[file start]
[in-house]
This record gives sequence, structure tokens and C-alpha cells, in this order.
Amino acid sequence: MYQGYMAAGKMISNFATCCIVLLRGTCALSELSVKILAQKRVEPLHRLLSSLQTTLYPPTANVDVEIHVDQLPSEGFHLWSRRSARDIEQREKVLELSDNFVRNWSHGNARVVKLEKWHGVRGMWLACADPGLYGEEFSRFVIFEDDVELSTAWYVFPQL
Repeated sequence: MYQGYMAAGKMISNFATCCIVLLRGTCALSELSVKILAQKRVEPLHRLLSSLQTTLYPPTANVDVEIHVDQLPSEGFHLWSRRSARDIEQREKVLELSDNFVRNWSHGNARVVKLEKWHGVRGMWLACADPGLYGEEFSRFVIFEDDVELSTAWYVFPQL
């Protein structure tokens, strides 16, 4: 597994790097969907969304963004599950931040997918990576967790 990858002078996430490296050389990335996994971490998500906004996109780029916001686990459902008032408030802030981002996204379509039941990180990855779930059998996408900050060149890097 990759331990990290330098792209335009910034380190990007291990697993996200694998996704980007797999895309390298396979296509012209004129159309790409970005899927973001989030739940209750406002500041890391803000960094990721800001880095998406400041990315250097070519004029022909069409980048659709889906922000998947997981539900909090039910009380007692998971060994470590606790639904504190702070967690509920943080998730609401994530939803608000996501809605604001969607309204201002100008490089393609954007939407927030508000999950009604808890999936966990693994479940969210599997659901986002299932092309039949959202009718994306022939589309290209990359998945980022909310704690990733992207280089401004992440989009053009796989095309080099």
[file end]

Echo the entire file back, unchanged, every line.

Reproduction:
[in-house]
This record gives sequence, structure tokens and C-alpha cells, in this order.
Amino acid sequence: MYQGYMAAGKMISNFATCCIVLLRGTCALSELSVKILAQKRVEPLHRLLSSLQTTLYPPTANVDVEIHVDQLPSEGFHLWSRRSARDIEQREKVLELSDNFVRNWSHGNARVVKLEKWHGVRGMWLACADPGLYGEEFSRFVIFEDDVELSTAWYVFPQL
Repeated sequence: MYQGYMAAGKMISNFATCCIVLLRGTCALSELSVKILAQKRVEPLHRLLSSLQTTLYPPTANVDVEIHVDQLPSEGFHLWSRRSARDIEQREKVLELSDNFVRNWSHGNARVVKLEKWHGVRGMWLACADPGLYGEEFSRFVIFEDDVELSTAWYVFPQL
């Protein structure tokens, strides 16, 4: 597994790097969907969304963004599950931040997918990576967790 990858002078996430490296050389990335996994971490998500906004996109780029916001686990459902008032408030802030981002996204379509039941990180990855779930059998996408900050060149890097 990759331990990290330098792209335009910034380190990007291990697993996200694998996704980007797999895309390298396979296509012209004129159309790409970005899927973001989030739940209750406002500041890391803000960094990721800001880095998406400041990315250097070519004029022909069409980048659709889906922000998947997981539900909090039910009380007692998971060994470590606790639904504190702070967690509920943080998730609401994530939803608000996501809605604001969607309204201002100008490089393609954007939407927030508000999950009604808890999936966990693994479940969210599997659901986002299932092309039949959202009718994306022939589309290209990359998945980022909310704690990733992207280089401004992440989009053009796989095309080099």